Monday, November 28, 2011
Now, admittedly, part of this is self-preservation, making myself feel better. I am a master of this. If one of my books wins an award, I say to myself, "This award is very important and means a lot!" If, the next year, another of my books does not win the same award, I say to myself, "Nobody has ever heard of that award anyway, and it means nothing." Attitude is everything in this business. You have a boss, sort of, in your editor, but you might not hear from her but twice a year, if that. If you miss a deadline, it's nobody's fault but yours. Your only co-workers are other writers--in my case, writers I communicate with online but hardly ever see. If you let yourself get depressed about anything related to your career, who is going to fix that for you? Rose-colored glasses are your friend, I say.
So when I encounter someone who wrote a book in six weeks, got an agent in two, and sold it in another two--and these people are out there, believe me--of course there is part of me that seethes a little bit and then keels over with an aneurysm. But the other, better part, the part that knows I need to maintain a falsely elevated mood in order to stay motivated to get my writing done, feels sorry for this hot shot, and here's why.
I have bags of rejection letters for my first nine novels. BAGS OF THEM. Manuscript #10 sold, but manuscript #11 did not initially. It was not what my editor wanted. Hot Shot might have put it in a drawer. I did not. I shook my bags of rejection letters at everybody and sold it to somebody else, and it is called Going Too Far.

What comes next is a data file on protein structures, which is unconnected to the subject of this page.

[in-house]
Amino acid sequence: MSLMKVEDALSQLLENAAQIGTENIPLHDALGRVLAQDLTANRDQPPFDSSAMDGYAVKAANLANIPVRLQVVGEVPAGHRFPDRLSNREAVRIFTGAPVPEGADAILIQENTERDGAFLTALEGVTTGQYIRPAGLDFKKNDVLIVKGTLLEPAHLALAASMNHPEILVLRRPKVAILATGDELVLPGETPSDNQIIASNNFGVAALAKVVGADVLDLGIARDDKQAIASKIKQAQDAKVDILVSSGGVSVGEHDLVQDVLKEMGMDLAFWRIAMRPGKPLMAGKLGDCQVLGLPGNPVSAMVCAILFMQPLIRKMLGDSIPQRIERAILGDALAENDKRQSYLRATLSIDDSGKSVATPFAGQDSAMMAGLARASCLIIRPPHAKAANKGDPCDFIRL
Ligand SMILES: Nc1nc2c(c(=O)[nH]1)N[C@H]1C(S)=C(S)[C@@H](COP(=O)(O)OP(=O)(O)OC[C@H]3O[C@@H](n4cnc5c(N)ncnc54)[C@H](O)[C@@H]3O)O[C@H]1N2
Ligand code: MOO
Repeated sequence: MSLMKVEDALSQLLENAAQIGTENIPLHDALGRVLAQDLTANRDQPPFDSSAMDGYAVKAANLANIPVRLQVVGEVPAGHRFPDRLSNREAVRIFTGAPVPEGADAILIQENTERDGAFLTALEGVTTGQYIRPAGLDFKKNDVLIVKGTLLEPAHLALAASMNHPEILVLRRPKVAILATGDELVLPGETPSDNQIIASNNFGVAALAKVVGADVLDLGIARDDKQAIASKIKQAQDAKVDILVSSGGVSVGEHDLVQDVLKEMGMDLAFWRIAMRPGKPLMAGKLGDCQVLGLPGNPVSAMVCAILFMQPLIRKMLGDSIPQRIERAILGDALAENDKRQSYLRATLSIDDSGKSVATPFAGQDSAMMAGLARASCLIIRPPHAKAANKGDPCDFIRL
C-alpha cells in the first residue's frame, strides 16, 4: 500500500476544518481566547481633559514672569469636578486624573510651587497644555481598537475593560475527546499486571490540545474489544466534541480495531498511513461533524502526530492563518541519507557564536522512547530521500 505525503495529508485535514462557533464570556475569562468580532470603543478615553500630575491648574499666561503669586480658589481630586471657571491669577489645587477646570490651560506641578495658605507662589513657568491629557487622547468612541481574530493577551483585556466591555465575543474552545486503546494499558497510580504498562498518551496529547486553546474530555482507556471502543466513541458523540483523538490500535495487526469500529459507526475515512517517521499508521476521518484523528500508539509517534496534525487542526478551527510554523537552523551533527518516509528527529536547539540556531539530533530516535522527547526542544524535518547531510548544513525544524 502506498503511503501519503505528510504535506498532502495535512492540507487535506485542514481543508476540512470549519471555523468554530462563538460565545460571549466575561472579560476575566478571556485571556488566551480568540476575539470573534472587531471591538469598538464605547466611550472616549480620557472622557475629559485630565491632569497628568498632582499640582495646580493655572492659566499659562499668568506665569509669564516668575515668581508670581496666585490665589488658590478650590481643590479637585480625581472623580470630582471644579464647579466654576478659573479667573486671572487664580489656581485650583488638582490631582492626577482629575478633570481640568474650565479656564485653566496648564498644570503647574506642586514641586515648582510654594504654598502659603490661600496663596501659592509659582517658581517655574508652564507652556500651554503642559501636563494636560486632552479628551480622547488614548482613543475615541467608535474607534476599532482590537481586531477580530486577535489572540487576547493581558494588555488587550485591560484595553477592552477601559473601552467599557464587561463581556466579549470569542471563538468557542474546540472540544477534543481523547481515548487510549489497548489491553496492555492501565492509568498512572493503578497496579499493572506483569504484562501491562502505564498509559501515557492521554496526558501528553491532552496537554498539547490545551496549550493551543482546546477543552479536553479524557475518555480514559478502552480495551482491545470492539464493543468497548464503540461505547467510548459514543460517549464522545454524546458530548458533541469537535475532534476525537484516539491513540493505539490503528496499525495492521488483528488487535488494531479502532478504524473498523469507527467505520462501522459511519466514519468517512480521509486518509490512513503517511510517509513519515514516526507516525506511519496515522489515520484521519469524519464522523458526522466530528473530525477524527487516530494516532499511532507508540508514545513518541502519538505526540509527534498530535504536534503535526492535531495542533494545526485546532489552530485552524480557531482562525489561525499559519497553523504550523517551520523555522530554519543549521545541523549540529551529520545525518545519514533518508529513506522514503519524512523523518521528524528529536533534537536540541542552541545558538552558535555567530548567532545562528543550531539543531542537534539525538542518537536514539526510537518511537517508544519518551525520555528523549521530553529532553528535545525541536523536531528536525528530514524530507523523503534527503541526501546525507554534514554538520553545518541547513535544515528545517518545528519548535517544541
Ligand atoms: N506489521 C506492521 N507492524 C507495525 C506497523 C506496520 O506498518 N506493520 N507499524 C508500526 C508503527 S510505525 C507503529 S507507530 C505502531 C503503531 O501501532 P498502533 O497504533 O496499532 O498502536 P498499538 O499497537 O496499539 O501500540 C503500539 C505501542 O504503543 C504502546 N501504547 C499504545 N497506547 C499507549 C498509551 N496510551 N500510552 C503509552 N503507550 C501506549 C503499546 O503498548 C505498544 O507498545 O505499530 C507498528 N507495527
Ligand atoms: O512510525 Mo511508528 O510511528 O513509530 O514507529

In my six-year career, I've had lots of lulls. I still have two completed manuscripts that I wrote AFTER I finally sold a book that have never found a home and probably never will, but it never occurred to me to quit writing.
I've endured lots of editorial changes. As Joy says below, staff changes at your publishing house are generally not your friend. But I have not let this very common occurrence in my writing career get me down. I have tried to make my own opportunities, and when that has not worked, I have played with the hand that I have been dealt. I am very happy to report that my eighth novel for Simon & Schuster, The One That I Want, is coming out on Tuesday.
In short, I do sometimes wish that I'd been on the fast track to publication. I think my 20s and the first half of my 30s would have been a lot happier that way. But oh, when it finally happened for me, it was so, so sweet--a lot sweeter than it would have been if publication had come easily. I truly am thankful for this career, and that in itself is a blessing.